ITER is the world’s largest scientific partnership that aims to demonstrate the potential of fusion as an energy source, bringing together seven parties that represent half of the world’s population- the EU, Russia, Japan, China, India, South Korea and the United States.
The objective of this first procurement by Fusion for Energy is the supply of Chromium plated Copper strand that forms part of the ITER super conducting magnets in order to hold the heated gas known as plasma in position.
‘This first procurement marks the beginning of a strong partnership with European industry and research organisations in providing the components for ITER and ensuring its successful operation’ explained Fusion for Energy Director, Didier Gambier.
Fusion will generate growth and jobs by opening up new markets and opportunities to a wide range of industries and research organisations. Aside from progress in the field of fusion technologies, fusion research has contributed by means of direct or indirect spin offs to areas of medicine and health including Magnetic Resonance Imaging (MRI); material processing through advancements made in laser machining and robotics through progress made in remote handling systems.What is Fusion for Energy?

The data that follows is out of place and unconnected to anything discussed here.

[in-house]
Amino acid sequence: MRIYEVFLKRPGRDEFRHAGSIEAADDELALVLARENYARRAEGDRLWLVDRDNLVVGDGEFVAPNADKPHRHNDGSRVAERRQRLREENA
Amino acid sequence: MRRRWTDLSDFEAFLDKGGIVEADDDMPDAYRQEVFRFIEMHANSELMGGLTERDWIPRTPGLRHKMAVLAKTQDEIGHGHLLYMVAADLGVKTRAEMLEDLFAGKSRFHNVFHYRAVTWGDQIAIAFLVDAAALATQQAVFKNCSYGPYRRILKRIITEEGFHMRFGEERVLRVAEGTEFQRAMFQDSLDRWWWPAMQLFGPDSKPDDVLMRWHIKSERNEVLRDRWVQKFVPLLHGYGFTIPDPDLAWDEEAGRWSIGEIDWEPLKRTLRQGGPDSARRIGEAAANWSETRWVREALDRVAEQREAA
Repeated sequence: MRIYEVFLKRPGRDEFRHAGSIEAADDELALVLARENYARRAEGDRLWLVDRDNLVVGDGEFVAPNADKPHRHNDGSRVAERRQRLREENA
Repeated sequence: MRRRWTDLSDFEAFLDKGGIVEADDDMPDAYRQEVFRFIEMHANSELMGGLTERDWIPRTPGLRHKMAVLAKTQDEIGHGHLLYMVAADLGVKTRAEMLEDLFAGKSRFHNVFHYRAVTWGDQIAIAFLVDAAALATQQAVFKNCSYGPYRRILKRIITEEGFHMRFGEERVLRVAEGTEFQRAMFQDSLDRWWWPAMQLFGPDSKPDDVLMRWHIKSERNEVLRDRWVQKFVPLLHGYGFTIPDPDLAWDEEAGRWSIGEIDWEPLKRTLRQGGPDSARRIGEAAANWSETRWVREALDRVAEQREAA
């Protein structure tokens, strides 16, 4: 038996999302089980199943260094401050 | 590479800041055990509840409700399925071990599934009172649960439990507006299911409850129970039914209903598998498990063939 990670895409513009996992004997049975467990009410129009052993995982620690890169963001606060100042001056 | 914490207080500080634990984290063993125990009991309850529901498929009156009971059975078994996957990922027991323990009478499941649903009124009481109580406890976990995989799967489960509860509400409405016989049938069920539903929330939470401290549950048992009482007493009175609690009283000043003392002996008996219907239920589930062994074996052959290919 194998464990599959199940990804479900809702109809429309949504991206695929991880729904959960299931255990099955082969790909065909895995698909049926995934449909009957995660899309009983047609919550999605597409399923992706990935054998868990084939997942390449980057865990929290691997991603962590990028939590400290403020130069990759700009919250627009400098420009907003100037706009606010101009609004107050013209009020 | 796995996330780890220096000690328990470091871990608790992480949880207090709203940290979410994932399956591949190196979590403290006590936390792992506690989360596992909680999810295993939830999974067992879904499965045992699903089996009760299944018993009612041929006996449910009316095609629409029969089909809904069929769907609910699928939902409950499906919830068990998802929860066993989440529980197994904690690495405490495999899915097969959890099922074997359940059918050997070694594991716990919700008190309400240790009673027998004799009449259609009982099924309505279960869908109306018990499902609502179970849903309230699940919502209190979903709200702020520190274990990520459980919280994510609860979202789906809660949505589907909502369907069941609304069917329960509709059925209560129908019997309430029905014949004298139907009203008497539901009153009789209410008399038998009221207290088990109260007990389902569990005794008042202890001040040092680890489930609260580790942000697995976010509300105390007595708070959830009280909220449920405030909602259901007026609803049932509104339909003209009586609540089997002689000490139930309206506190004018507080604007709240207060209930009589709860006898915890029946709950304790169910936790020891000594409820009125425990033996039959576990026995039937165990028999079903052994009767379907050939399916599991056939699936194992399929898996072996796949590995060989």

•There is no long-lasting radioactive waste to create a burden on future generations.
The EU as host Party for ITER, will contribute up to about 50% of the construction costs and the other parties will each contribute up to 10%.
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The Fraunhofer IWS Dresden and Technische Universität Dresden inaugurated their jointly operated Center for Additive Manufacturing Dresden (AMCD) with a festive ceremony on February 7, 2017. Scientists from various disciplines perform research on materials, additive manufacturing processes and innovative technologies, which build up components in a layer by layer process. This technology opens up new horizons for component design and combinations of functions. For example during fabrication, electrical conductors and sensors are already able to be additively manufactured into components. They provide information about stress conditions of a product during operation.
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Nanometer-scale magnetic perforated grids could create new possibilities for computing. Together with international colleagues, scientists from the Helmholtz Zentrum Dresden-Rossendorf (HZDR) have shown how a cobalt grid can be reliably programmed at room temperature. In addition they discovered that for every hole ("antidot") three magnetic states can be configured. The results have been published in the journal "Scientific Reports".
Physicist Dr. Rantej Bali from the HZDR, together with scientists from Singapore and Australia, designed a special grid structure in a thin layer of cobalt in...
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